The life of "Charlie's Angels" star Farrah Fawcett was celebrated Tuesday at a private, music-filled funeral that one participant called "stirring."
Her longtime companion, actor Ryan O'Neal, was among the pallbearers who accompanied the casket, covered in yellow and orange flowers, into the Roman Catholic Cathedral of Our Lady of the Angels.
After the ceremony, mourners said they overheard O'Neal as he tapped on the hearse's back door and said, "So long, babe."
Fawcett's friend Alana Stewart and "Charlie's Angels" co-star Kate Jackson were among the early arrivals before the hearse pulled up, accompanied by 10 motorcycle officers.
Two mourners carried copies of Fawcett's iconic poster from the 1970s, showing the actress wearing a red swimsuit, tousled blond curls and a broad smile.
The service, which was closed to the public, lasted more than an hour as fans and the news media watched from across a street.
About 500 people were invited to the service, said entertainment journalist Eliot Tiegel, who attended as a guest with his wife, Bonnie, a producer of TV's "Entertainment Tonight."
"It was one of the most musical funerals I've ever been to, and that's what happens when you go to a show-business funeral," he said after the ceremony. "Overall, it was very stirring."
Fawcett's and O'Neal's 24-year-old son, Redmond, gave the service's first reading. He has been jailed in a drug case but received a judge's permission to attend the funeral.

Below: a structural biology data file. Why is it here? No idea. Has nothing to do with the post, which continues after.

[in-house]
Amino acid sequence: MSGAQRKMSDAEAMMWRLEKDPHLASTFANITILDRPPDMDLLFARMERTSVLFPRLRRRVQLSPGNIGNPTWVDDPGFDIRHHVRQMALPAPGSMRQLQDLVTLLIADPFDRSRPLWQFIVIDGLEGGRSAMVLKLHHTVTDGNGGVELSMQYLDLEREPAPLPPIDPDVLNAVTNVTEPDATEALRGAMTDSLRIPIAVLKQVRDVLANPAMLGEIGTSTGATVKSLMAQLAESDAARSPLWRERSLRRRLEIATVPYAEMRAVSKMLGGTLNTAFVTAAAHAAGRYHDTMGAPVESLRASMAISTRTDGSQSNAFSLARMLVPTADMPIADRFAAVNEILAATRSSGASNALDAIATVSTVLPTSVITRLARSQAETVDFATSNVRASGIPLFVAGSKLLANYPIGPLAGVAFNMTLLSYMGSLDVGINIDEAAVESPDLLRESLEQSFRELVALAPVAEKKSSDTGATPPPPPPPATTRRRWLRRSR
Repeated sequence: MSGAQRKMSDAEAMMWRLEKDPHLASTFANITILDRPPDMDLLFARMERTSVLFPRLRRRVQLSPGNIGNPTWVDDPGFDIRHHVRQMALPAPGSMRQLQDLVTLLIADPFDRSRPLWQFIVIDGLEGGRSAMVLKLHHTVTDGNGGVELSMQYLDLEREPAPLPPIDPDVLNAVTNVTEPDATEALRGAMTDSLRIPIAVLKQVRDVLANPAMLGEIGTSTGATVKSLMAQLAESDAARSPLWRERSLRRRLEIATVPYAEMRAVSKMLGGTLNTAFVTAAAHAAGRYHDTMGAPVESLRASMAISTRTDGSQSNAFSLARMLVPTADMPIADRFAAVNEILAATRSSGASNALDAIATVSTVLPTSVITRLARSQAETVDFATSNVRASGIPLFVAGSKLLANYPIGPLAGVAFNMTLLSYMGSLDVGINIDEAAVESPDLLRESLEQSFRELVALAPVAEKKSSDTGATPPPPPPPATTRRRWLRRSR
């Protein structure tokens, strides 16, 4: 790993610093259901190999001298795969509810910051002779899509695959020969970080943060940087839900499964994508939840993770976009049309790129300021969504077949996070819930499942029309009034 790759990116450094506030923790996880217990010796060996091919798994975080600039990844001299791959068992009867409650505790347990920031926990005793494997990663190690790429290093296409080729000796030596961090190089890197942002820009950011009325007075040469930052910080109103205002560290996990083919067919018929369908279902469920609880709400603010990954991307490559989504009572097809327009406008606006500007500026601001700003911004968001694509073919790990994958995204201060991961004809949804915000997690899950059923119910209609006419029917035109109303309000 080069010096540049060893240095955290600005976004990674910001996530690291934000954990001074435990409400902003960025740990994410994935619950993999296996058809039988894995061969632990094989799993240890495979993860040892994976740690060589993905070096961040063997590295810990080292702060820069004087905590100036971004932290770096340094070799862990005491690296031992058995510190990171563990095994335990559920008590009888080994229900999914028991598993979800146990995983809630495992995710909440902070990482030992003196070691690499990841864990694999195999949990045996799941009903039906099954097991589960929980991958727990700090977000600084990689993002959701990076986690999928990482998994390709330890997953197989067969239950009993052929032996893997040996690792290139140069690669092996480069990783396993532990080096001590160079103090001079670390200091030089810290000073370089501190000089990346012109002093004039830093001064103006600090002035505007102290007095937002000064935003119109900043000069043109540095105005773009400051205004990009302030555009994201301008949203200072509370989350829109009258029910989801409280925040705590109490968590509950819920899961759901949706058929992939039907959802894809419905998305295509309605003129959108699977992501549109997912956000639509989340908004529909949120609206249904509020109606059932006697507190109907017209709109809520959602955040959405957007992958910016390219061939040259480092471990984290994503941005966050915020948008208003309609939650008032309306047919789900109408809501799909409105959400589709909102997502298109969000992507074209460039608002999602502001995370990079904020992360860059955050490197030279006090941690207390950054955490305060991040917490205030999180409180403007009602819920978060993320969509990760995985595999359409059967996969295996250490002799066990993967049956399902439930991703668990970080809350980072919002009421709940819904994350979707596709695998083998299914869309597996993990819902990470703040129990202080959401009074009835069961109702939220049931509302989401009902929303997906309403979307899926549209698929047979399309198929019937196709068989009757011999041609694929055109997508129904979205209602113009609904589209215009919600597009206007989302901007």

Accompanied by Los Angeles County sheriff's deputies, Redmond O'Neal wore a suit and "was somber," agency spokesman Steve Whitmore said.
The funeral program, which featured a photograph of a smiling Fawcett, also said Ryan O'Neal was to read the 23rd Psalm and eulogies were to be given by Stewart and Dr. Lawrence Piro, Fawcett's cancer specialist.
A bagpiper was the first to emerge from the cathedral after the service, followed by several priests and the pallbearers carrying Fawcett's casket. Her father was helped into a limousine as dozens of other mourners waited nearby to board several white shuttle buses.
"After a long and brave battle with cancer, our beloved Farrah has passed away," O'Neal said in a statement last week. "Although this is an extremely difficult time for her family and friends, we take comfort in the beautiful times that we shared with Farrah over the years and the knowledge that her life brought joy to so many people around the world."
Diagnosed with anal cancer in 2006, Fawcett's battle with the disease was documented in "Farrah's Story," which aired last month on NBC.
Stewart, a producer of the documentary, said Fawcett was "much more than a friend; she was my sister."
"Although I will miss her terribly, I know in my heart that she will always be there as that angel on the shoulder of everyone who loved her," Stewart said in a statement.
Ryan O'Neal waved to reporters and fans as he got into a limousine after the service.